Quint interviews artist Alan Lee about his LORD OF THE RINGS SKETCHBOOK!!!
Published at: Nov. 7, 2005, 6:32 a.m. CST by staff
Ahoy, squirts! Quint here with a little chat I had last week with Alan Lee over a couple of burgers in Downtown Austin. He was in town to promote THE LORD OF THE RINGS SKETCHBOOK, a collection of his pencil sketches that he did over the 6 years he worked with Peter Jackson and the design crew on the trilogy. It also has an interest for art fiends because Lee demonstrates how he uses pencil work to map out his big, famous water color paintings, using specific examples from his Tolkien book work.
It's a gorgeous hardcover book, almost 200 pages, and it covers every aspect of his work from weapon and armor design, to architecture work to character and creature design... it's got everything. Look for it to pop up in the Holiday Shopping Guide, I liked it that much.
Anyway, here's the chat. I hope you guys enjoy it!
QUINT: I finished reading through the book last night. I was wondering how much it represents of the total amount of pencil work you did for the LORD OF THE RINGS films.
ALAN LEE: Well, the total number of sketches I did on the film add up to around two and a half thousand. That was just drawings. There were also probably another thousand or so Photoshop pieces I did for artwork studies for visual effects...
QUINT: With Gus Hunter?
ALAN LEE: Yeah, with Gus and with Jeremy (I think he's referring to Jeremy Bennett from Weta). Gus actually showed me how to use Photoshop. (laughs) He's great.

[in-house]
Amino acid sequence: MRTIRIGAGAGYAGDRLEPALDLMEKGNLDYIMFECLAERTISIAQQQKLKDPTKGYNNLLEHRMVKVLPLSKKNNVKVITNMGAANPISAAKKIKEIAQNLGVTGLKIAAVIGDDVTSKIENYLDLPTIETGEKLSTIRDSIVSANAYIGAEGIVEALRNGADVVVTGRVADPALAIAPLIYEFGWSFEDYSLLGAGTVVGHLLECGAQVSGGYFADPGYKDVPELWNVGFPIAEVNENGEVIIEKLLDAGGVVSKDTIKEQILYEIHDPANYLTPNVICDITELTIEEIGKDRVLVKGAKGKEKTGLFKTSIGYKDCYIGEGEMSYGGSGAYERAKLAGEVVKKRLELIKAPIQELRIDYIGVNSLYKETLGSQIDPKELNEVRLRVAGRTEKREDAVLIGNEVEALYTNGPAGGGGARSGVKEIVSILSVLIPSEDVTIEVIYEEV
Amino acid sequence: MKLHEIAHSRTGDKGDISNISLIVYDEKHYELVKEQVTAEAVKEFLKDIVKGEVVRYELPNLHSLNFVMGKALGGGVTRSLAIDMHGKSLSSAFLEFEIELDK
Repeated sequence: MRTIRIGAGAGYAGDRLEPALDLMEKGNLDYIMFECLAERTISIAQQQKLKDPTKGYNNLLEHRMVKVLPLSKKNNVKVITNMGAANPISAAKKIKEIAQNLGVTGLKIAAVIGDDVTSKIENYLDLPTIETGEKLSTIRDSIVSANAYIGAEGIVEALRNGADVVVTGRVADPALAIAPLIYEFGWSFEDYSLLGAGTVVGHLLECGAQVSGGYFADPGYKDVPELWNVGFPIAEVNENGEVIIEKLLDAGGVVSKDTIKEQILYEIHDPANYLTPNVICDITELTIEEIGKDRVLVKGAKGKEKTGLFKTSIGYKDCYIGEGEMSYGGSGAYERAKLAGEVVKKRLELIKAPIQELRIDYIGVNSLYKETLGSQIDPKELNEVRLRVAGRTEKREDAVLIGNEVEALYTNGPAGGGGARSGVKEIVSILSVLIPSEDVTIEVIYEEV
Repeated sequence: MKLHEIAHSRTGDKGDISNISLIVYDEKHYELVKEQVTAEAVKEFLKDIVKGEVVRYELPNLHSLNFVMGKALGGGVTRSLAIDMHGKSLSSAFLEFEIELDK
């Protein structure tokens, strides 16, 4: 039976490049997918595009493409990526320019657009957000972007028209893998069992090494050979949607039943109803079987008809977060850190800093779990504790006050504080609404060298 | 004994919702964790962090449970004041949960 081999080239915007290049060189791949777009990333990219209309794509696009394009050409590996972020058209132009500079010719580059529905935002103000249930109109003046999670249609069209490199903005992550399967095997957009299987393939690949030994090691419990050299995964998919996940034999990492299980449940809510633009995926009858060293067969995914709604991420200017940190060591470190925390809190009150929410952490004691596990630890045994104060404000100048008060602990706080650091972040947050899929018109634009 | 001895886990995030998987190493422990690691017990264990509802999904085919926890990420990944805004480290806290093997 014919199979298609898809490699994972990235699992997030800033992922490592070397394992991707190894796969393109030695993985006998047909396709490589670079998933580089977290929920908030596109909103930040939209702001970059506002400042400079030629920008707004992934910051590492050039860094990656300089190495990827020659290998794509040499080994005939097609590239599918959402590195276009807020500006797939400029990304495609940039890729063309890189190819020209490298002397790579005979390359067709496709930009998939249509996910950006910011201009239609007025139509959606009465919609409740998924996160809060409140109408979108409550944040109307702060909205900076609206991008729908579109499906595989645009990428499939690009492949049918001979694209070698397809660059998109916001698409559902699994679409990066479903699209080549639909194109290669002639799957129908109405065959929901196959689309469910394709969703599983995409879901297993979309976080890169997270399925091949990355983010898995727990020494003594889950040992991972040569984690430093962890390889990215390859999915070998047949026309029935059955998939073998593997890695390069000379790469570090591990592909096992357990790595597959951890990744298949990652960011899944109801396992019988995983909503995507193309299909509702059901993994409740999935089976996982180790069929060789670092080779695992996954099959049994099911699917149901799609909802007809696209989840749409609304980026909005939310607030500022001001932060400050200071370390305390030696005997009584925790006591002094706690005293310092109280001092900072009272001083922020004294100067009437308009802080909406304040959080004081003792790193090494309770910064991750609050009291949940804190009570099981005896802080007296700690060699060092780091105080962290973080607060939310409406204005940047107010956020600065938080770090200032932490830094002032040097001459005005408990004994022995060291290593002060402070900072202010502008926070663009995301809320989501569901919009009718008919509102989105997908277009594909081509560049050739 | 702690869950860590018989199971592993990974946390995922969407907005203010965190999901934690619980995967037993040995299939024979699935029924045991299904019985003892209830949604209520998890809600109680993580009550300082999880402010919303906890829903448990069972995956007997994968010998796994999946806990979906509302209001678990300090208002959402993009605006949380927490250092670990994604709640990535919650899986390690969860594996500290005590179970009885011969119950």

QUINT: Gus is crazy talented. I saw some of his work when I was out there for KONG.
ALAN LEE: Are you reporting on KONG?
QUINT: Yeah, I wrote up a few set reports and I have a couple others I need to finish up.
ALAN LEE: I went back and worked on KONG for a couple of months last year. It was great. I finished working on LORD OF THE RINGS last April. I was almost the last person working on the project, actually, because by the time Peter (Jackson) and Richard (Taylor) were going to start work on KONG we were just kind of finishing off the design work for the packaging of the DVDs. So, they were closing down the studio and the production offices around us.
So, this sketch book represents really quite a long period of time. It's not just the film, but it's also (from) when I first started getting interested in the book itself and with illustrating the book. So, it's a period of... Well, I well first read the book when I was 17. When I finished working on the film I was was 57, so there's about a 40 year association with that book.
Obviously the most intensive part was the 6 years spent in New Zealand working on the films.